with. "They are so much like people."
From the enlarged
images Shames made prints, paintings and carvings, and a sculpture
of wood, yarn and wooden skewers depicting Queen Anne's lace at
seed. She named the sculpture the Invasive Alien, because years ago,
Queen Anne's lace was a carrot, and is now considered a weed.
She did the same with a pomegranate - photographing,
scanning, painting it in oils and then letting it mold. Shames made
her connection. "It started to look like the universe. Like a
supernova," she said.
An old pair of sheer white curtains and
a flesh-colored iris are at the core of the Prayer Flags Room,
pieces that sprung from Shames' interest in the intricate Tibetan
Mandalas and Prayer Flags Buddhist monks create.
"I like the
metaphor of curtains, because it's like something is being revealed
or veiled," she said. "Like you're seeing the surface, but there is
always something more."
Shames photographed the iris and
displayed the iris image on the computer monitor. She then taped a
piece of the curtain on the computer monitor and painted with
acrylics over the lights images of the iris that showed through.
It's her form of computer screen painting.
She did this 16
times over. Some were opaque and some were translucent. Shames hung
each painted curtain piece on a clothesline in her backyard on Pine
Street, which lead to her using a video camera to document the
curtains as they moved in the wind from morning till dusk, all of
which are part of the exhibit.
"The message that comes
through is that paint is like prayer," Shames said.
room, Branchings, is her favorite, perhaps because it is her most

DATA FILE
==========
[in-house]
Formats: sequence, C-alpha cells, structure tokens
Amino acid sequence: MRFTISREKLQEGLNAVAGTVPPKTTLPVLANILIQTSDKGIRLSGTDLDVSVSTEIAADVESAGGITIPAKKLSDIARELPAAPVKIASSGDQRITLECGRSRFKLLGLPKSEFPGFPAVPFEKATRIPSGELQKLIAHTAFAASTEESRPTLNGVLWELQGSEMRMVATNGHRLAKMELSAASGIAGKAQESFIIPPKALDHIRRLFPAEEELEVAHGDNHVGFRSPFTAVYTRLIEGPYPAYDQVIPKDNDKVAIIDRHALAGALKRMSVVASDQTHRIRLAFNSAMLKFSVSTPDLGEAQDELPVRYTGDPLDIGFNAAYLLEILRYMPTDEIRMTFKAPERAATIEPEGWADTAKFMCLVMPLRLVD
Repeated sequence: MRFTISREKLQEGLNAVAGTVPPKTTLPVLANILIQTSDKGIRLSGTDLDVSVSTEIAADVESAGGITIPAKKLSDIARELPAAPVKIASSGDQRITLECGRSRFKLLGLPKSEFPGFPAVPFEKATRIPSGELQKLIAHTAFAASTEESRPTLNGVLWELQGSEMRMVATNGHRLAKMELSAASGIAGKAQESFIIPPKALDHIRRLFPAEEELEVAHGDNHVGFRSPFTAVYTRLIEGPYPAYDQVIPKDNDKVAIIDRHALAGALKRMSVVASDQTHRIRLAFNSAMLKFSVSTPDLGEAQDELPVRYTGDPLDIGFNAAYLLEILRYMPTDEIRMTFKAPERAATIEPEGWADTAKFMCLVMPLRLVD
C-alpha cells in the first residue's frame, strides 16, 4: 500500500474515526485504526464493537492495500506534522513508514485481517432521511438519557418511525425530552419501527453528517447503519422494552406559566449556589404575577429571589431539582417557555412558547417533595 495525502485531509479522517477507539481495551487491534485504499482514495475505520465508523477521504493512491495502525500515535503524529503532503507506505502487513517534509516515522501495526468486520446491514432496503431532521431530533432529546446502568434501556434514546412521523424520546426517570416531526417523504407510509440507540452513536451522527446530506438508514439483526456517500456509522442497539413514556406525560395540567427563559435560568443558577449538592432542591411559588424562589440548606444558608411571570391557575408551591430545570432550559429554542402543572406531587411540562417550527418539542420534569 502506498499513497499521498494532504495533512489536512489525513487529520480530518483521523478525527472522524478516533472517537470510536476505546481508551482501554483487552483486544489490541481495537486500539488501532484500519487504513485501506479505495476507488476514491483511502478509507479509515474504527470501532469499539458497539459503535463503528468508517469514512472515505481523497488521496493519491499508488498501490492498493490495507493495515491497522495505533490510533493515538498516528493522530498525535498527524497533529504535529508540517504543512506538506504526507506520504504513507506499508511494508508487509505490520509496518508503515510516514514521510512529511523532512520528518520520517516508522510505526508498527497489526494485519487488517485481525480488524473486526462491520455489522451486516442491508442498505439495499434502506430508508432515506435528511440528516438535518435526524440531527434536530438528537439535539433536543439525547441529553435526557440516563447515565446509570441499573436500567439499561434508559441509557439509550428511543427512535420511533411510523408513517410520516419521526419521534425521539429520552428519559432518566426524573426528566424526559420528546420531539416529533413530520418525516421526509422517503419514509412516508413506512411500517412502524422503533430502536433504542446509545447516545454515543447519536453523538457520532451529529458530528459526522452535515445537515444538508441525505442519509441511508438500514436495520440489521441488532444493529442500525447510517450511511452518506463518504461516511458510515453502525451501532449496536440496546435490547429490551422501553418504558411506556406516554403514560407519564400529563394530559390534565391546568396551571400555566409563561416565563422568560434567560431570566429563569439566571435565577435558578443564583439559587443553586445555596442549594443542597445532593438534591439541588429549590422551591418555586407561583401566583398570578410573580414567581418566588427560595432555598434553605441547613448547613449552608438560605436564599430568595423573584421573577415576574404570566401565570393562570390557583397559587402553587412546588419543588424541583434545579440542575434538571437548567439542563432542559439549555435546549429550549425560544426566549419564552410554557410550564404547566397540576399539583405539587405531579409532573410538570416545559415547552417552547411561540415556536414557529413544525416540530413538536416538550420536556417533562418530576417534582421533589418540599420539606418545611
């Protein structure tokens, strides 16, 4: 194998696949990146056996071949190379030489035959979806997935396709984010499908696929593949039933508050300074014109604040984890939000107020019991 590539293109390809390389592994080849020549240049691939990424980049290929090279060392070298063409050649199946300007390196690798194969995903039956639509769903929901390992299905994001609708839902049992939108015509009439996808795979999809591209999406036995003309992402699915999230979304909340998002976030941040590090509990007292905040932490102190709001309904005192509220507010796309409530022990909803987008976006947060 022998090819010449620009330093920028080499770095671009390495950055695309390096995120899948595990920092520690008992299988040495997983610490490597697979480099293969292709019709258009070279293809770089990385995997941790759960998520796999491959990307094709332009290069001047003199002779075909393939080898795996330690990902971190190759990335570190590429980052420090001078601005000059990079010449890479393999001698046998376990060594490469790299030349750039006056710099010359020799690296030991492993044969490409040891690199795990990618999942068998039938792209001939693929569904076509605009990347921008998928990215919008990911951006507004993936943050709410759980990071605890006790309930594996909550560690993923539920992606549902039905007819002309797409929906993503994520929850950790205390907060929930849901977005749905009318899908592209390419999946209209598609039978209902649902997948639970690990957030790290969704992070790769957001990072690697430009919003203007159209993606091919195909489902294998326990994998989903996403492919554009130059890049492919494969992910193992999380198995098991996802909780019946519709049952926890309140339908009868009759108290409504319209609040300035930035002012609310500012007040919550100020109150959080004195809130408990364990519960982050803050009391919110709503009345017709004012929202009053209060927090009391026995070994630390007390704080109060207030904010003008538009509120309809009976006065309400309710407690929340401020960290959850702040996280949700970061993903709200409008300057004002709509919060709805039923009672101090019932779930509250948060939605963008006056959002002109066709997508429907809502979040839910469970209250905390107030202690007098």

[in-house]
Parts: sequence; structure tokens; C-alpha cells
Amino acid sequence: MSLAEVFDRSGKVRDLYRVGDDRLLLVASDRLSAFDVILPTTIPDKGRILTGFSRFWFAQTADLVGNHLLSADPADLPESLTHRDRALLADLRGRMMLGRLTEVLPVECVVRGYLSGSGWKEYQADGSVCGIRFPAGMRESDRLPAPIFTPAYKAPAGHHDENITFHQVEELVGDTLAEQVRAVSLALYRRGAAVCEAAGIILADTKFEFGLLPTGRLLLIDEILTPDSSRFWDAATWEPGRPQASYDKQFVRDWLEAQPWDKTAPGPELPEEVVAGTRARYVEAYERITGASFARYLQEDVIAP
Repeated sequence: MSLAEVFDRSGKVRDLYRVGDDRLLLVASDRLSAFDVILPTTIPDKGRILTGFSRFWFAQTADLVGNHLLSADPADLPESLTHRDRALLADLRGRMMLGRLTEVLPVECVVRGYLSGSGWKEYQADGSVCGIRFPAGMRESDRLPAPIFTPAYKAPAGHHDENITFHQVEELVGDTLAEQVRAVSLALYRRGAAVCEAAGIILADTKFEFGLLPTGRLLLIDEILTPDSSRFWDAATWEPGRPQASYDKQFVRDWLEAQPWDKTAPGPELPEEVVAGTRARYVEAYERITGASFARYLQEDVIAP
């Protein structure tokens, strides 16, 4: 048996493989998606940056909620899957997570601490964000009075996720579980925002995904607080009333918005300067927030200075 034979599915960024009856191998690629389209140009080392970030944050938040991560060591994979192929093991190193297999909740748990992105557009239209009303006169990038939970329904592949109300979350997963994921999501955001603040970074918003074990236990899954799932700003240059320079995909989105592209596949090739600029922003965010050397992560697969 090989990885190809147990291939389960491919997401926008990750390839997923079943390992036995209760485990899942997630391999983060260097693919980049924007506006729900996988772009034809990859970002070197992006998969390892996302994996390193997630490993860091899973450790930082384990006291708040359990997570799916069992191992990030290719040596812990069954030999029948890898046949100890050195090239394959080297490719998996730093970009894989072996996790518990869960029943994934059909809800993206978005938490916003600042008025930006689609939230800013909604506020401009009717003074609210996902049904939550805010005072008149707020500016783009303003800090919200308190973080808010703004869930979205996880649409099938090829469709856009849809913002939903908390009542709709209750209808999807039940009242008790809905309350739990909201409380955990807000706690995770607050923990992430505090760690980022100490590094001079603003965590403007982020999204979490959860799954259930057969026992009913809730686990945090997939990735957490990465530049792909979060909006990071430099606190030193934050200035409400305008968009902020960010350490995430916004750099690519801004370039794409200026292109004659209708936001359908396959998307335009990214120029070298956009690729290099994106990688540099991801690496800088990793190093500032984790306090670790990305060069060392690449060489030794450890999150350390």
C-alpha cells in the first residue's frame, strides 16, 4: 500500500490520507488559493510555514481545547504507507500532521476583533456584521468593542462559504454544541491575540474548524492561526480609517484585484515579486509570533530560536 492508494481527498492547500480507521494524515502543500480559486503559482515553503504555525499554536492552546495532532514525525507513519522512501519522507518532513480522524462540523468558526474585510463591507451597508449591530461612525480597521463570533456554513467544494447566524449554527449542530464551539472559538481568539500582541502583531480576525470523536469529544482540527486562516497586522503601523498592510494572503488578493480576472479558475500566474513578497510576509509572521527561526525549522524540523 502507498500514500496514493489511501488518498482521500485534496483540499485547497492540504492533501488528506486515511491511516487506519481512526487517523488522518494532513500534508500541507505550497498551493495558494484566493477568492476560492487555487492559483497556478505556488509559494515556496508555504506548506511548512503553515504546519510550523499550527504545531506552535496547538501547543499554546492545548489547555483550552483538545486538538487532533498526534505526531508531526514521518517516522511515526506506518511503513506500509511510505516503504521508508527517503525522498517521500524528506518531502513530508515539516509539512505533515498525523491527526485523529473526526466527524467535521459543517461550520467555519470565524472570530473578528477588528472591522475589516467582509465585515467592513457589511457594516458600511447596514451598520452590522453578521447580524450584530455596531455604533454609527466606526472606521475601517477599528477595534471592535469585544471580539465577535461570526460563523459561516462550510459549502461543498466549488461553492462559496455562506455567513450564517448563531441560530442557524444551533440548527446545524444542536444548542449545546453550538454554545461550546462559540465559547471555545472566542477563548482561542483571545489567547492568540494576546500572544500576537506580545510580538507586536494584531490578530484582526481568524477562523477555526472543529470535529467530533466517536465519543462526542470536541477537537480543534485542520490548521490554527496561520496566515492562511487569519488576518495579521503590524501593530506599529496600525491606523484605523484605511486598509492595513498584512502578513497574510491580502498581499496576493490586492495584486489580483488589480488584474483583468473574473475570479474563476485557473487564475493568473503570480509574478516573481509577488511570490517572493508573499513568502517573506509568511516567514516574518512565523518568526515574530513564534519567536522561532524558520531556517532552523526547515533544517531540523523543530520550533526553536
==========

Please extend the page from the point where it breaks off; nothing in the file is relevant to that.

recent. Its roots are in a maple tree in the home she's shared for
eight years with her daughters, Lisa Langhorst, 10, and Heidi
The tree was planted in her neighbor's yard.
This spring, the neighbor decided to have the 30-year-old tree cut
down so more light would shine into her yard, Shames said. She
remembered the many days she'd spent with her daughters on the
hammock beneath the tree. When the tree was cut down this spring,
the neighbor gave Shames its branches. .
She went to work.
She peeled the bark from the branches, then delicately carved the
wood, used a hand drill and then pieced the branches together with a
chain links. From those branches came three sculptures - Joy,
Radiance and Blooming. Underneath each is an array of mirrored
tiles. The light breaks through and creates shadows. Again, Shames
took photographs and made more digital montages. Again, she made a
"Trees are like the circulatory system of your
body," Shames said. In her catalog Shames wrote: "We are so tree
like. Nestled within the boughs are an infinitude of sacred
Perhaps others will see the connections Shames
makes. Perhaps each visitor will make their own. All will be
(Shames' Emerging Artist Exhibition runs through Nov.
6. For information about the fund-raiser and gallery hours, call
(412) 361-0813 or go online at www.pittsburgharts.org.)